Of Beer, Ale and Lager

An awful lot of ale, beer, lager, stout and what-have-you has been swallowed since William Shakespeare said that ‘A quart of ale is a dish for a king’. And come to think of it, an awful lot was poured down before he said it.

But why? In theory everything is wrong with beer. Although some 50 billion glasses of the stuff are drunk all over the world each year, hardly anyone actually enjoys his first pint.


Beer is quite an acquired taste. It’s cheaper, certainly, than — say — Whisky, but if you take account of the amount of alcohol contained in it, it’s just about the most expensive drink in the world. It’s 90% water — and who would pay for that? Also, it makes you fat. And it gives you hangovers. And yet… And yet we’ve been drinking it virtually from time immemorial. We were certainly at it six thousand and more years before Christ was born. Records taken from tombs of that time, show recipes for beer. The chances are that it was originally brewed as a kind of offering to the gods who looked after the crops, but some of the congregation discovered that it was much safer to drink than river water, and that it made them feel pretty fit!

Indeed, the Children of Israel are said to have been saved from plague because the alcohol in their beer killed off the germs. Little wonder, then, that the methods of making this particularly delightful medicine spread through the world — although it was not until the sixteenth century that hops were brought into beer-making; before then, barley, wheat, and corn had been used.

The English had been drinking ale, however, for many, many years. Not only drinking it, but making it, for in the days before the traditional tea, every housewife was a brew-it-yourself expert. And, of course, there were the monks who — clever fellows — led the way in the making of many drinks.

Today, England’s Burton-on-Trent is renowned for its beer, and has been since the thirteenth century, when the monks in an abbey near Burton found that the local water produced an excellent ale. Modern science shows, in fact, that the water contains various salts, and Burton has remained a brewery centre since the monks’ discovery.

In America the first brewery was opened by William Penn in 1683, and gradually science began to make an impression where, previously, results had tended to be somewhat in the lap of the gods. Even so, it wasn’t until 1876 that it was really discovered what good beer was all about. Yeast had been used in fermentation before then, but it was in that year that Louis Pasteur found out that wild yeast drifting round a brewery could cause bad fermentation. Yeast, after all, is the key to the whole process, which is otherwise basically rather simple. Briefly, it goes like this:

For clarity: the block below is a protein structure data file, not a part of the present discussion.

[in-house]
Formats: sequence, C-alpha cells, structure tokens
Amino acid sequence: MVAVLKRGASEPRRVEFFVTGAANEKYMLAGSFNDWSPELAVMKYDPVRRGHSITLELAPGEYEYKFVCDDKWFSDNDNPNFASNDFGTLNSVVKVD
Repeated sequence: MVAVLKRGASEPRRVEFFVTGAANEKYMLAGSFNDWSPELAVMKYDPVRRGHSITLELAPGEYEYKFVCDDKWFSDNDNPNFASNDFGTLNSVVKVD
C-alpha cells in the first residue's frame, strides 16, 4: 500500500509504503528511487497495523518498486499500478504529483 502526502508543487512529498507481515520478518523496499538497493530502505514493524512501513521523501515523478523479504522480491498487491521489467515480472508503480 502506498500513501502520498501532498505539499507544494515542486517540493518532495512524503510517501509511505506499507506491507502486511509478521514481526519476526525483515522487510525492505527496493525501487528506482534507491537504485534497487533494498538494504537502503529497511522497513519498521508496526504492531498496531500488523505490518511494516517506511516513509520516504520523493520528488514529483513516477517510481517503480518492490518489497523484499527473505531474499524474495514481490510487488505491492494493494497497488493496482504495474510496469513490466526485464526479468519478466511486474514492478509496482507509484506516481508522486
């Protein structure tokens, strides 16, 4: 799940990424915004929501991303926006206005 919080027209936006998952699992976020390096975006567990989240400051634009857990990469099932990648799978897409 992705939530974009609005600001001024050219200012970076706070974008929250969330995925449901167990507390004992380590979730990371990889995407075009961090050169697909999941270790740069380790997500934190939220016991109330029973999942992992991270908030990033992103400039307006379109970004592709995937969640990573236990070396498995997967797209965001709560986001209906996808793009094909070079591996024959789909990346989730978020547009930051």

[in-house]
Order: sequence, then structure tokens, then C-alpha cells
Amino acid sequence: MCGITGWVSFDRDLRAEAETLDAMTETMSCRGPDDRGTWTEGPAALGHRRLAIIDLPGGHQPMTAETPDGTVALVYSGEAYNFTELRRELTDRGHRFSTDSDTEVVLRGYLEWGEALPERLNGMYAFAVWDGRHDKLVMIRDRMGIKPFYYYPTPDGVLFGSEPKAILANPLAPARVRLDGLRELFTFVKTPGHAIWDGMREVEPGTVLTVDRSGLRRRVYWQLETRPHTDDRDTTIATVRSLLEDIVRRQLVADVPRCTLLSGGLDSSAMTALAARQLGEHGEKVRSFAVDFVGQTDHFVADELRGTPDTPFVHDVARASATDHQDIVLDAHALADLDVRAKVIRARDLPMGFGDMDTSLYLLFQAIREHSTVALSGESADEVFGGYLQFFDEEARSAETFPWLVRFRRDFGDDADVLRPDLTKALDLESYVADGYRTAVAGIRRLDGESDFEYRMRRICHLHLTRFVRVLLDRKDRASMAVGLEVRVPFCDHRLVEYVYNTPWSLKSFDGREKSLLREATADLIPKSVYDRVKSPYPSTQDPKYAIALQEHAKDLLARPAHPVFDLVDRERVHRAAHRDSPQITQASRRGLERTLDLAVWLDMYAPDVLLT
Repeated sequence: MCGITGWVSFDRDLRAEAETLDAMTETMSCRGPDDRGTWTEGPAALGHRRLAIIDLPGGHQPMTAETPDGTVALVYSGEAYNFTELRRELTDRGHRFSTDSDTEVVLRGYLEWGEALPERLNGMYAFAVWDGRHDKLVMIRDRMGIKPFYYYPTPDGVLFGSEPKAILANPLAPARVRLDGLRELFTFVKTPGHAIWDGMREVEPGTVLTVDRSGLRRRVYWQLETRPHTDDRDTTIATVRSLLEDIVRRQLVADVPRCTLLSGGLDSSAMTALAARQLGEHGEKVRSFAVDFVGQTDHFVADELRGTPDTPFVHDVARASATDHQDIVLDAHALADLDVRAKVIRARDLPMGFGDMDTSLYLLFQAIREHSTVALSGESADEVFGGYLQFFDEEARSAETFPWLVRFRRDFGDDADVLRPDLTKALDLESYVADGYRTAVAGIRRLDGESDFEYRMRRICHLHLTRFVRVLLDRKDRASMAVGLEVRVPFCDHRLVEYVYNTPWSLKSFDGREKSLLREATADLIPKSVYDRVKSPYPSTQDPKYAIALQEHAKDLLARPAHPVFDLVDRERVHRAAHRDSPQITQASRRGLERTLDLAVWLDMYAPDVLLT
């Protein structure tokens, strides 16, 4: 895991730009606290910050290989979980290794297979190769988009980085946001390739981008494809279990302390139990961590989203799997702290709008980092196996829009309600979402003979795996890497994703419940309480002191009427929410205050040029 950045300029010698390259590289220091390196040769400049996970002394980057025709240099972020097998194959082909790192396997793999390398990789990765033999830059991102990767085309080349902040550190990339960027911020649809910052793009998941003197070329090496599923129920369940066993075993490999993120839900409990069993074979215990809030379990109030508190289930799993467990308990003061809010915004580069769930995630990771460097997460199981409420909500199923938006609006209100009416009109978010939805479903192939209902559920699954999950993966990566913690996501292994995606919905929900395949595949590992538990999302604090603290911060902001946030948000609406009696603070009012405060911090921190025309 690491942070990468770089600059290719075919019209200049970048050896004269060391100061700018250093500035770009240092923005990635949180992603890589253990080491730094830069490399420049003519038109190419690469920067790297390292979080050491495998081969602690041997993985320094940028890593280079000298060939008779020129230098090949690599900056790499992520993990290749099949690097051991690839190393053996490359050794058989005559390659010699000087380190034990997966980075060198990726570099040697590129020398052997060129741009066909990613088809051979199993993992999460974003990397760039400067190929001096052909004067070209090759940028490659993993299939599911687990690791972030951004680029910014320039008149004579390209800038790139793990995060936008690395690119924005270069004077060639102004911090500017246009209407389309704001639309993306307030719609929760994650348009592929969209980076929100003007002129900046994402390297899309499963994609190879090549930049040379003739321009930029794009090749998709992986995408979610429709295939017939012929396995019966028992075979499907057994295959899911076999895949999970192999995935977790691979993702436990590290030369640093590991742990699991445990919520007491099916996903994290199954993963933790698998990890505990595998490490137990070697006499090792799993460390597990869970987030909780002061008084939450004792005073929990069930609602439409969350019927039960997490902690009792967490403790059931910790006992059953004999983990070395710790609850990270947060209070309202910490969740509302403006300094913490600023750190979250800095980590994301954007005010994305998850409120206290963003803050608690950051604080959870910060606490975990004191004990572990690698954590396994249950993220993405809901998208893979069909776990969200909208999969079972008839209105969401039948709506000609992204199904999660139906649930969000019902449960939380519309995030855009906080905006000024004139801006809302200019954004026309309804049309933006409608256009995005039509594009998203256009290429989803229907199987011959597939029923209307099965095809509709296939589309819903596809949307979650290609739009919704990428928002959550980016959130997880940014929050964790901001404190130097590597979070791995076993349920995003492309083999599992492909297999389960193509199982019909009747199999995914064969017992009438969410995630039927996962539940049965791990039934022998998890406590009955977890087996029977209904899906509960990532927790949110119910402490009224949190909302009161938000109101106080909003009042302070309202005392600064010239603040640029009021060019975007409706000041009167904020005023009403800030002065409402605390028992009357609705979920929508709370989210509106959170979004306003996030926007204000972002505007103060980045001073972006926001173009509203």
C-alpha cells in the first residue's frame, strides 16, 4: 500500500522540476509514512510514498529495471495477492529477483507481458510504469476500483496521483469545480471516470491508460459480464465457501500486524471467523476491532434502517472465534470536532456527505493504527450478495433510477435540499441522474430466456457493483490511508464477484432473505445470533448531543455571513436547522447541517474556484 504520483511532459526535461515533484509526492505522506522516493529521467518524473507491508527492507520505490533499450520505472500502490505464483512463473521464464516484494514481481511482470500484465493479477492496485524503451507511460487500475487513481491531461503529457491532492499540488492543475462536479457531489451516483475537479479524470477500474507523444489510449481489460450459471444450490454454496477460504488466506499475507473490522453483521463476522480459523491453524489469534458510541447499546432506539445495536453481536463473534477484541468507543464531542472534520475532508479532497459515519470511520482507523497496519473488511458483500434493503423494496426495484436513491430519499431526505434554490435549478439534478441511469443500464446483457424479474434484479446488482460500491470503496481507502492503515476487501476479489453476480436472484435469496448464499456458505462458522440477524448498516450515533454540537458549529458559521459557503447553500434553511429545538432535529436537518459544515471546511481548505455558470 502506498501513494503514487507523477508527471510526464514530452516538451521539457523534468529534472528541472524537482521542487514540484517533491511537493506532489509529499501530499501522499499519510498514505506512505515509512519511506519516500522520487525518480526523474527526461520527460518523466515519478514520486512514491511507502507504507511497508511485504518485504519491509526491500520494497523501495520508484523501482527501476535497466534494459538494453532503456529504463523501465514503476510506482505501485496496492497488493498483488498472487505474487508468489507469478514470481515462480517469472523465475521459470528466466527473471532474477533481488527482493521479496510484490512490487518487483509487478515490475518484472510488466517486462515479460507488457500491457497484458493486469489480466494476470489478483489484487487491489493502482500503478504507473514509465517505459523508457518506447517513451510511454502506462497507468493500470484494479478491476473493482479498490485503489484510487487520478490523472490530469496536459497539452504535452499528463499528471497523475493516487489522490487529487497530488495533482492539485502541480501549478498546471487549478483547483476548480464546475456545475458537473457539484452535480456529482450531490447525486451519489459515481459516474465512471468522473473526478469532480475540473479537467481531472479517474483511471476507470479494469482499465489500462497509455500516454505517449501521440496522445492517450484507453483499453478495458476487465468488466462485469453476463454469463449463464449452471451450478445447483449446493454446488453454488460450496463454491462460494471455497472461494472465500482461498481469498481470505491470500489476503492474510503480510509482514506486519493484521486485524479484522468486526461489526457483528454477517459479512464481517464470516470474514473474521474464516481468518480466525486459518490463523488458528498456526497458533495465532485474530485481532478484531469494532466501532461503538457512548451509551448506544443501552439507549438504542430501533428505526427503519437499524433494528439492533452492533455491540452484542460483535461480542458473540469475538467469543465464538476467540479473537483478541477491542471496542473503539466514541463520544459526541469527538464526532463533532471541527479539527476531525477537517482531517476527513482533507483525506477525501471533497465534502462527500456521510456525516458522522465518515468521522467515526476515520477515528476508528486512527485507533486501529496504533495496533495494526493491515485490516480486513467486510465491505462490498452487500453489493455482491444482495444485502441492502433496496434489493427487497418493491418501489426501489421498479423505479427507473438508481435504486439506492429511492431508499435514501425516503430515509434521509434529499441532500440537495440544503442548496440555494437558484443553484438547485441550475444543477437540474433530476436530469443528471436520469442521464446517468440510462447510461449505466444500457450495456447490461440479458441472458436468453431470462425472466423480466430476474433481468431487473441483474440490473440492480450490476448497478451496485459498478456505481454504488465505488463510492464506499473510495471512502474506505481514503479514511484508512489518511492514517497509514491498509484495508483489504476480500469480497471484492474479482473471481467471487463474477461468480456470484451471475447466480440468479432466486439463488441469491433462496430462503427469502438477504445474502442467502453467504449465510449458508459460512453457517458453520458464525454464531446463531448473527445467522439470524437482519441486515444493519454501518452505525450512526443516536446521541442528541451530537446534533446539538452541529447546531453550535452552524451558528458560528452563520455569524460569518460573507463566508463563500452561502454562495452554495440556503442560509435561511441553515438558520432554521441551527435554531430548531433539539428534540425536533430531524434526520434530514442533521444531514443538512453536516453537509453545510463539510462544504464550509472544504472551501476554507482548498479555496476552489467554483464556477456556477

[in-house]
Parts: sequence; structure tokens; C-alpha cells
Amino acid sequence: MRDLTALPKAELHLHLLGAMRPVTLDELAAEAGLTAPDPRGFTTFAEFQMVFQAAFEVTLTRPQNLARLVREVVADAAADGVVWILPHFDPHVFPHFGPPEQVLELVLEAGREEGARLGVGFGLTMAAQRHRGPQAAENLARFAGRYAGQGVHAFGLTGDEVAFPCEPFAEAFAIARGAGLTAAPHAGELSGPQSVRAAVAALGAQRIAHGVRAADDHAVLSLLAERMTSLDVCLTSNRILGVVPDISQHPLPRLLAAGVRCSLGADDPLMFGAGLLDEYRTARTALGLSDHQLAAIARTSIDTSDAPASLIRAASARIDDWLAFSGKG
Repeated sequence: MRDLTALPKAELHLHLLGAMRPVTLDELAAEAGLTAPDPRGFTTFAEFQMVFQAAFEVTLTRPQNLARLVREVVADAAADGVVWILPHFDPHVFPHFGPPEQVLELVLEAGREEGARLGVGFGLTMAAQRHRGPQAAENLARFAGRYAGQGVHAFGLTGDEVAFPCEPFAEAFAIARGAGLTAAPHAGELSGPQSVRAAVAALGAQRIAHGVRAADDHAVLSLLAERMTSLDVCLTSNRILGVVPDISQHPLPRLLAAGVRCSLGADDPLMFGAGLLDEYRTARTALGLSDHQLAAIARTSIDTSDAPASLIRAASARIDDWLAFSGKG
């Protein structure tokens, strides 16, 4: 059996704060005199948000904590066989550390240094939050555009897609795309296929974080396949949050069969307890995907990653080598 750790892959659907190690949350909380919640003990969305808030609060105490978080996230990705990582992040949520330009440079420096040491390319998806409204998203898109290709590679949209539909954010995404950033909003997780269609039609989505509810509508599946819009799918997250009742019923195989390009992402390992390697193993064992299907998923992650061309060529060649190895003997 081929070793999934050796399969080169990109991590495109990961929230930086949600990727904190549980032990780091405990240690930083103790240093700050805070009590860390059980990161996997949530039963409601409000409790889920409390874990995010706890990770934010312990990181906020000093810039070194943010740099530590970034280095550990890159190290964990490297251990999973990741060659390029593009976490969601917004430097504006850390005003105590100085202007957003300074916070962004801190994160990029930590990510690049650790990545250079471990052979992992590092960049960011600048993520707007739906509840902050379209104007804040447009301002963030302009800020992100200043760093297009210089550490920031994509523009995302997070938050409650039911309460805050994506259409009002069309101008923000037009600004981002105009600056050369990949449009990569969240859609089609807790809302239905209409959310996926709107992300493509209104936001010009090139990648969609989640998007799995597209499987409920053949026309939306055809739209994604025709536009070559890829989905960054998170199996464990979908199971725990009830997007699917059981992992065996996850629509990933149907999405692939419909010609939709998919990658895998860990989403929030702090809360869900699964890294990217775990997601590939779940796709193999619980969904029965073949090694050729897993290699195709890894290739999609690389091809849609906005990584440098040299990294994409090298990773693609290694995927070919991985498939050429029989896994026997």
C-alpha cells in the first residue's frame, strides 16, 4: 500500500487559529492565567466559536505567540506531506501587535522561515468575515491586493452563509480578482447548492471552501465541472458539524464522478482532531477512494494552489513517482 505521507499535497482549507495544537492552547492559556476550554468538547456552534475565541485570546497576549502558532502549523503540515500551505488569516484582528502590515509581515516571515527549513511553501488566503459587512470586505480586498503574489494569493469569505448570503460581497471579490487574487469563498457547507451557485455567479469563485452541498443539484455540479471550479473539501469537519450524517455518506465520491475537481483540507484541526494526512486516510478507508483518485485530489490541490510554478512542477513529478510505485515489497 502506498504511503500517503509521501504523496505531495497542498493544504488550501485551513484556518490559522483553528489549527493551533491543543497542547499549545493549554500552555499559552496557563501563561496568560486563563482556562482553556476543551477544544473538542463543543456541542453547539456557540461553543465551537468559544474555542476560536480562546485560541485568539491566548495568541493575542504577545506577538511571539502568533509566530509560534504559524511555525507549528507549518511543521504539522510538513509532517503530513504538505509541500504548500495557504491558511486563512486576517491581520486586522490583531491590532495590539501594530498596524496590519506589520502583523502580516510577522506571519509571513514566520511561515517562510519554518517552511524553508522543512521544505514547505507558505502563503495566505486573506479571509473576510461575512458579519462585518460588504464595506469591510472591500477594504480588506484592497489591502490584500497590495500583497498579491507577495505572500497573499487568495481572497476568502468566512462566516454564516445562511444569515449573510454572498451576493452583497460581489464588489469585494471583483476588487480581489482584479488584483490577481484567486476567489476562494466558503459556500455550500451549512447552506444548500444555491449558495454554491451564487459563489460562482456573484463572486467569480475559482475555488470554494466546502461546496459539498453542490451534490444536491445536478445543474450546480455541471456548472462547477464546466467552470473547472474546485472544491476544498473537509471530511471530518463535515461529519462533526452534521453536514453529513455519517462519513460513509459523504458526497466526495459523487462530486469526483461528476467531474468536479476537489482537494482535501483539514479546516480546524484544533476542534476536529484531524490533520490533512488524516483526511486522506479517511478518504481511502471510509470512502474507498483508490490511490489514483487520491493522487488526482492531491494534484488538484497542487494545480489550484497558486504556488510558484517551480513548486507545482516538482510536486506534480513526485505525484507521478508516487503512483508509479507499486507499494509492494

Processes before fermentation begin with the mixing of different grades of malt (which begins life as barley). The malt is opened by milling to expose enzymes and starches. Other cereals are added, and then the whole thing is mashed in hot water (known to brewers as liquor). The starches are broken down into sugars. Some extra sugar may then be added according to taste, before it is all boiled again — at which point the hops (the female blossoms of the hop vine) are added, to give the familiar bitter flavour. Yeast then ferments the beer. Finally it is cooled and filtered and, hey presto, you’ve got it. Glorious, clear beer.

Modern science being what it is, boffins have come up with a method of continuous brewing: the four main stages — malting the barley, mashing the malt, boiling the result with hops, and then fermenting with yeast — are done continuously, and the result is that the beer is fermented in a matter of hours rather than weeks.

Ale is made in much the same way as beer, but has a sharper taste and the hop flavour comes through more strongly.


Most of the beer drunk in Britain is what is known as ‘draught’, whereas most of the world drinks what is generally known in Britain as a lager beer. This first put in an appearance in Germany around the mid-nineteenth century. Lager is German word meaning ‘store’, which gives some clue to the different taste and colour of the beer. The fermentation process is turned upside-down, as the yeast used, instead of being introduced to the top of the beer, is introduced at the bottom. It takes longer to ferment and requires cold storage — preferably very cold. Caves used to be ideal and the famous Pilsner lager from Czecho-slovakia is lagered in six miles of storage caves, dug out of solid limestone. New York was apparently beginning to manufacture its own lager at about the same time as Pilsen. The brewery used a cave which was kept naturally cool by the water from a spring which came to light long after the brewery had moved, when the Eighth Avenue subway was being built, and which led to all kinds of constructional problems.

12. November 2011 by admin
Categories: Introduction, Uncategorized | Tags: , , , , , , , , , , | Comments Off on Of Beer, Ale and Lager


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